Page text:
Confusion in Red Bull by the “strange” degradation of Austria
Horner says Red Bull will have to investigate what factors led to the change in form, after going from being a Ferrari equal in the sprint to much worse in the grand prix itself.
“When you look at the sprint race, we pushed a little more at the beginning, we paid a little [the price] at the end, but according to our analysis throughout the stint, we were identical to Ferrari,” he explained.
“The only thing that has changed overnight is the rain, the temperature slightly and, of course, the fuel loads.”
“So we just have to understand why, in that first stint, our degradation was significantly worse than that of Charles [Leclerc] and Carlos [Sainz].”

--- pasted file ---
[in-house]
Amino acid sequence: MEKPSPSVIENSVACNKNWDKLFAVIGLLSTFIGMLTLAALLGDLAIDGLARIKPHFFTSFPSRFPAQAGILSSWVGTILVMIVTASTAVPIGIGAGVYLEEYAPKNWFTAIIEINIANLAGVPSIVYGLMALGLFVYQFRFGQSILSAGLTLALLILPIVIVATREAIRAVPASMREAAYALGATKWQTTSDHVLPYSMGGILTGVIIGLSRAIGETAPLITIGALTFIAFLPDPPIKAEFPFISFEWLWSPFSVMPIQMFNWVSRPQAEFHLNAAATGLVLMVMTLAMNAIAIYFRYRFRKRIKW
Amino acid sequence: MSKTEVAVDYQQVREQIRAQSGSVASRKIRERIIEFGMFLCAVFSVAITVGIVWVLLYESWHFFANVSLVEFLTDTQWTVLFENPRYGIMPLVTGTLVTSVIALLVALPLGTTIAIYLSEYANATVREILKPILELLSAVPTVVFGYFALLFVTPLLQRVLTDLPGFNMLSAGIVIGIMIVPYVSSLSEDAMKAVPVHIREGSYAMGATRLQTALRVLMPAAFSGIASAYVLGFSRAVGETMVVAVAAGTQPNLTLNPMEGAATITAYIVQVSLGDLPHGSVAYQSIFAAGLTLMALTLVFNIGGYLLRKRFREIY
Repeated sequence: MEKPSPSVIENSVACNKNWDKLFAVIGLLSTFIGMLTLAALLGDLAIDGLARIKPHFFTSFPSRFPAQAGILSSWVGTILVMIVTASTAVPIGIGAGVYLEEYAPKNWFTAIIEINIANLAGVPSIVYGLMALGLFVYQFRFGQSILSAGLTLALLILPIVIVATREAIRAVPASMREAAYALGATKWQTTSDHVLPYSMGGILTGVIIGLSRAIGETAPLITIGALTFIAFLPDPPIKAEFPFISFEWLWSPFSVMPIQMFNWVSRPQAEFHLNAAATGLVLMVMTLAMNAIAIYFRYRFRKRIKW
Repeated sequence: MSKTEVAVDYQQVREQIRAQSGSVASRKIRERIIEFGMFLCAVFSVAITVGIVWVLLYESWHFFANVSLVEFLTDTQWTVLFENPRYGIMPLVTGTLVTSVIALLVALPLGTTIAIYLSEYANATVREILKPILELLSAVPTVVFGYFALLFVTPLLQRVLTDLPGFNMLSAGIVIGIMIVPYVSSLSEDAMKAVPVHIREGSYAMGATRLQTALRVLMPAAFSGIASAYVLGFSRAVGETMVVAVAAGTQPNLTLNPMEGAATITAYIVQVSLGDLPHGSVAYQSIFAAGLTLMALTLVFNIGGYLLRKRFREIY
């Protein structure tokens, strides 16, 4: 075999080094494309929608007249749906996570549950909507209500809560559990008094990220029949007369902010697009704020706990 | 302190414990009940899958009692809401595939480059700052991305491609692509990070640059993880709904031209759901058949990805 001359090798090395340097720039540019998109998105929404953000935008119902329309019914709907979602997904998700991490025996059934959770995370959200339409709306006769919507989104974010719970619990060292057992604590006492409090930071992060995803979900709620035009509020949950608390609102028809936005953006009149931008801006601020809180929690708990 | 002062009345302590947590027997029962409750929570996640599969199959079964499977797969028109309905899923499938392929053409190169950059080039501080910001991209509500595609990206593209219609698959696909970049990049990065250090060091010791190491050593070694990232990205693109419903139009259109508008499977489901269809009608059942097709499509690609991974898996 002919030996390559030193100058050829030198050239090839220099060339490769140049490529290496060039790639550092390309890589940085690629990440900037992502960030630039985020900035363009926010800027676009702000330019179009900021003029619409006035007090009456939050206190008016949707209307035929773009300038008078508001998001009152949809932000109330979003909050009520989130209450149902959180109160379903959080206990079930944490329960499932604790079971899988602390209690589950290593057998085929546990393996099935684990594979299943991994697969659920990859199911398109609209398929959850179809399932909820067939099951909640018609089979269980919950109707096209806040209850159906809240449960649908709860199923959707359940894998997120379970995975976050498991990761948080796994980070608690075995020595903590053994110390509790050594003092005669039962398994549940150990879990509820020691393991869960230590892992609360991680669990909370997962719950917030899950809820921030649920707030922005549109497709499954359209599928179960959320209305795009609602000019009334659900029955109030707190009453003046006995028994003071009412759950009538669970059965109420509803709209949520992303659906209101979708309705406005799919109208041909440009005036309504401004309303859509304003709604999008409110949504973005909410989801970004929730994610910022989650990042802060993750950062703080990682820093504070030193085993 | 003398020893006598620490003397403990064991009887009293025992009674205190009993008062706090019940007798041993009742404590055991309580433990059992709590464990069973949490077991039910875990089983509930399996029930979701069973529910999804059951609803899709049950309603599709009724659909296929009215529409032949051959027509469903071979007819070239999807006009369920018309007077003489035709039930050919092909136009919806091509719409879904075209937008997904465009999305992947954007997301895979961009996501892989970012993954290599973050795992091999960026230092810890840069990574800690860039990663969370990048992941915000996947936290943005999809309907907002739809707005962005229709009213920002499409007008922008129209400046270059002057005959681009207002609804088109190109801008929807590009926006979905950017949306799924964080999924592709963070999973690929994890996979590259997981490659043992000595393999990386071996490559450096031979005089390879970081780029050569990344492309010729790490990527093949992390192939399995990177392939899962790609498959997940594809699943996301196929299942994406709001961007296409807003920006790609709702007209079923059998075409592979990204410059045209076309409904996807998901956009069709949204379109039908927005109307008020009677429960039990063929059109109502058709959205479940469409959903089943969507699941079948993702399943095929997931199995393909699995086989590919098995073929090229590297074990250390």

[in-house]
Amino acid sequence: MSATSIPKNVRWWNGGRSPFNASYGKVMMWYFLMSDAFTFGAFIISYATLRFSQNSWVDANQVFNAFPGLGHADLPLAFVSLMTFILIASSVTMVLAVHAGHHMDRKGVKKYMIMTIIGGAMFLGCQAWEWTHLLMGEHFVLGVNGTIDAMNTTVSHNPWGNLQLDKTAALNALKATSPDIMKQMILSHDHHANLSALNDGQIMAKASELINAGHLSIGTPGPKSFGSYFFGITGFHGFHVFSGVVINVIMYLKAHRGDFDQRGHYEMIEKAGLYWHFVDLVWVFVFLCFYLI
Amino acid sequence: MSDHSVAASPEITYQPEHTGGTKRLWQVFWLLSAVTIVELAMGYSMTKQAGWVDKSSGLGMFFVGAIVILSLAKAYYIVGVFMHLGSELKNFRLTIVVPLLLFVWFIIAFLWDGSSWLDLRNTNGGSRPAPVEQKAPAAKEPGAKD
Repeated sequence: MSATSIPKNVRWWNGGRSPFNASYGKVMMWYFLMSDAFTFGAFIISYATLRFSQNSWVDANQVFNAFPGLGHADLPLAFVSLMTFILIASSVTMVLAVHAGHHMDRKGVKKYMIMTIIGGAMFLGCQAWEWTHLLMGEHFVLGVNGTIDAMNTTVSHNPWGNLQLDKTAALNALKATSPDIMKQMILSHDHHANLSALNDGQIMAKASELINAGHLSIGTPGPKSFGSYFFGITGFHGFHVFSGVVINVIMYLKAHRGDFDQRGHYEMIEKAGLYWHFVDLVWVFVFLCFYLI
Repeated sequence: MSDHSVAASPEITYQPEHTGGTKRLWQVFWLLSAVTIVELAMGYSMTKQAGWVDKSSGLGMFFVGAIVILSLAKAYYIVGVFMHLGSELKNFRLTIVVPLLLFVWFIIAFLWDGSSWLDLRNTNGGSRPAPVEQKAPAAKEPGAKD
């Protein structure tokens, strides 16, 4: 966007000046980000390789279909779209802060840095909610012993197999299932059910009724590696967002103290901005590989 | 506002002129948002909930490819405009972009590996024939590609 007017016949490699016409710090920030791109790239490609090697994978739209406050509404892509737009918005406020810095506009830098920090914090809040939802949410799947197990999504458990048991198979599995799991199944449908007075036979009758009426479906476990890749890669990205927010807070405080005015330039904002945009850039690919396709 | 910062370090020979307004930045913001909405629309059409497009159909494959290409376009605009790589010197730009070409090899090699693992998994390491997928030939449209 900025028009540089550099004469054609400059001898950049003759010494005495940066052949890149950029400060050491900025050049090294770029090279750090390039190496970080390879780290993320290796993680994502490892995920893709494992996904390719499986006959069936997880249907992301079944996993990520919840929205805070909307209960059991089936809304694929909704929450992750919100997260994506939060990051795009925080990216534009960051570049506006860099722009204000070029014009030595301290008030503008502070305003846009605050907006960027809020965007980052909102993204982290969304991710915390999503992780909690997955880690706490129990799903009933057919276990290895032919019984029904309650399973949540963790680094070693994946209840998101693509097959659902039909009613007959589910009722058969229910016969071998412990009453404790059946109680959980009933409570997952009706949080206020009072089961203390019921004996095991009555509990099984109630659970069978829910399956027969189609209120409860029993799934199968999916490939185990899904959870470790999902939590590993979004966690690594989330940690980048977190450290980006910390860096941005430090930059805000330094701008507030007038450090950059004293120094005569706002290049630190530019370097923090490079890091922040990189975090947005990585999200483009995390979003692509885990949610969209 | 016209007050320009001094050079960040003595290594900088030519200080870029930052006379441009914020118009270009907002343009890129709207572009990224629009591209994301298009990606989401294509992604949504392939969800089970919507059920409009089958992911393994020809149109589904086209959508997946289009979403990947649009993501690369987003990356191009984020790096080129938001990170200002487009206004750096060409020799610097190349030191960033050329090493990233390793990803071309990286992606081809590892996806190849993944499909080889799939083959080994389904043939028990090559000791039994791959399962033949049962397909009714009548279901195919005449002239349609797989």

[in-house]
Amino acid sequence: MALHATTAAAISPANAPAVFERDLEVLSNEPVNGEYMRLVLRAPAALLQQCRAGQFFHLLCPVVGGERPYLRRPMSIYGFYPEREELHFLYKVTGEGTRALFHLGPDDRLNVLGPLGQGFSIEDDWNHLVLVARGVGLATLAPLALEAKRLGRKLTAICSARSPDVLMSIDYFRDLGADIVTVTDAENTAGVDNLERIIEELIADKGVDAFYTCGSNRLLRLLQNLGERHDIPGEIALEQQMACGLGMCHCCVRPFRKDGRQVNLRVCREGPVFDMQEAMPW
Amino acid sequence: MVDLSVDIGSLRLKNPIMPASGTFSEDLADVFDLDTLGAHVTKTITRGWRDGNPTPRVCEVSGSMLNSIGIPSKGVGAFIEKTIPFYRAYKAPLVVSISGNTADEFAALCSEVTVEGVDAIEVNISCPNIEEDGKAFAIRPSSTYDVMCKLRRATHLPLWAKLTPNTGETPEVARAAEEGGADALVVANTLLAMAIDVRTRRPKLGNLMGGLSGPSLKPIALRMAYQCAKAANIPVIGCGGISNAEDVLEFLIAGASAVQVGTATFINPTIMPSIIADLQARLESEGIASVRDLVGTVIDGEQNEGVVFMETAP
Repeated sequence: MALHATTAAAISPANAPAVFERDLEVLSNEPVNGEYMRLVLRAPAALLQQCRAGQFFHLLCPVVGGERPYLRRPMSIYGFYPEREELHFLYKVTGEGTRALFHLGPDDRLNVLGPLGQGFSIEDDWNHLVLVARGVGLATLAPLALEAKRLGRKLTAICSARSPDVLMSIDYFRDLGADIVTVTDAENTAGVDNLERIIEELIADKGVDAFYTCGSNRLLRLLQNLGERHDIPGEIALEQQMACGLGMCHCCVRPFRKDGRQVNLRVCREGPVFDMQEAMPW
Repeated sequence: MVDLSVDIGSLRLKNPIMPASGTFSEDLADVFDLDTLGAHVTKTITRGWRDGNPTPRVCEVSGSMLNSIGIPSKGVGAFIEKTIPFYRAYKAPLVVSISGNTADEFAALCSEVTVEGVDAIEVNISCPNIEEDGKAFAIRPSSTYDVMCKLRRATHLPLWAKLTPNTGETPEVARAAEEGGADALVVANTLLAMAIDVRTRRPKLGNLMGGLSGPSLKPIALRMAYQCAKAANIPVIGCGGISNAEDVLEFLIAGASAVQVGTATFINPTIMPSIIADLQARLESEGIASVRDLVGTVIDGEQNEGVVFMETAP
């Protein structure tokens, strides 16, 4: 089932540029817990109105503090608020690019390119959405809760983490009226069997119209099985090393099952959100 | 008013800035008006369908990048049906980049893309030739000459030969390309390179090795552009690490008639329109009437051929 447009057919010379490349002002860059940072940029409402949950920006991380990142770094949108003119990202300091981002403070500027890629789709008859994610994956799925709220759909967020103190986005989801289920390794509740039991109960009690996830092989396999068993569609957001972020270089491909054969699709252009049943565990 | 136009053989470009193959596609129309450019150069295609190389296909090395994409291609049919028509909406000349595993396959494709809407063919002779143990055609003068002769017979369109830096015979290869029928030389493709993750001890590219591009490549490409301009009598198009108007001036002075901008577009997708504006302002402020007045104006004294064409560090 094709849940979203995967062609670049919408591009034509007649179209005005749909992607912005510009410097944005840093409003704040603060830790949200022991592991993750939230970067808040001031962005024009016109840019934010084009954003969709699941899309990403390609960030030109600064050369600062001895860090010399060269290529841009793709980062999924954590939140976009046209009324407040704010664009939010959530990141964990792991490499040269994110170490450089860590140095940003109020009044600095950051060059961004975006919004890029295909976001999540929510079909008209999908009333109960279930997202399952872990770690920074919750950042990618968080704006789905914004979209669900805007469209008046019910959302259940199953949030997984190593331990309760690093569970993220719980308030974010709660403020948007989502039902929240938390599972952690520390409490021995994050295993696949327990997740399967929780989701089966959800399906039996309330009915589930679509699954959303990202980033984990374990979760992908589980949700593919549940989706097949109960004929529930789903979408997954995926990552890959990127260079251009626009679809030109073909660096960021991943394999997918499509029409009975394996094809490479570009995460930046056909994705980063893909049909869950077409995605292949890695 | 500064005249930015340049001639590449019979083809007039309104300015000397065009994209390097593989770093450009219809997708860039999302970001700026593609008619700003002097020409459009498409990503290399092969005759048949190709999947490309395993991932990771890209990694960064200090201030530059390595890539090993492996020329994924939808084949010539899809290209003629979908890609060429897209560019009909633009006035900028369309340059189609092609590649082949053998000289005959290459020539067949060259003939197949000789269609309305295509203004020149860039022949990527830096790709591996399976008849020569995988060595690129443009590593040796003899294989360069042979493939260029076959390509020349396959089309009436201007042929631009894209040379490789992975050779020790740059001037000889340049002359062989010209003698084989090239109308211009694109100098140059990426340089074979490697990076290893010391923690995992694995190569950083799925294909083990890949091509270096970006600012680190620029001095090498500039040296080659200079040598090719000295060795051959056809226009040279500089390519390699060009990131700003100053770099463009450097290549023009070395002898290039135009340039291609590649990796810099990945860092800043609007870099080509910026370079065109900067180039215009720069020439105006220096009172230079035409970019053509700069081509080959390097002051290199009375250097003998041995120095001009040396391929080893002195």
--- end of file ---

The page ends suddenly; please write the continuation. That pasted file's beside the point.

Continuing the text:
Ferrari suspects that the main difference between the sprint and the grand prix was that Leclerc was able to put Verstappen under more pressure on Sunday, meaning the Dutchman couldn’t manage his tyres the way he would have liked.
Italian team principal Mattia Binotto said: “I don’t think there’s much difference in pace between the two cars, if there is one at all.”
“As for the tyre degradation, my interpretation is that in the sprint we had a bit of an advantage in the degradation of the compounds, which we transformed even more [in the grand prix] because we started to put pressure on Max [Verstappen] from the beginning.”
“We forced him to have more pace and to degrade the tyres more. So I think what we saw in the sprint was more evident [in the race] because Max was put more pressure on,” concluded the Maranello boss.
Max Verstappen took pole in qualifying on Friday, and the next day took a relatively simple victory in the sprint race.
When the moment of truth arrived, everything seemed to indicate that the reigning world champion was going to repeat position in the main test at the Red Bull Ring.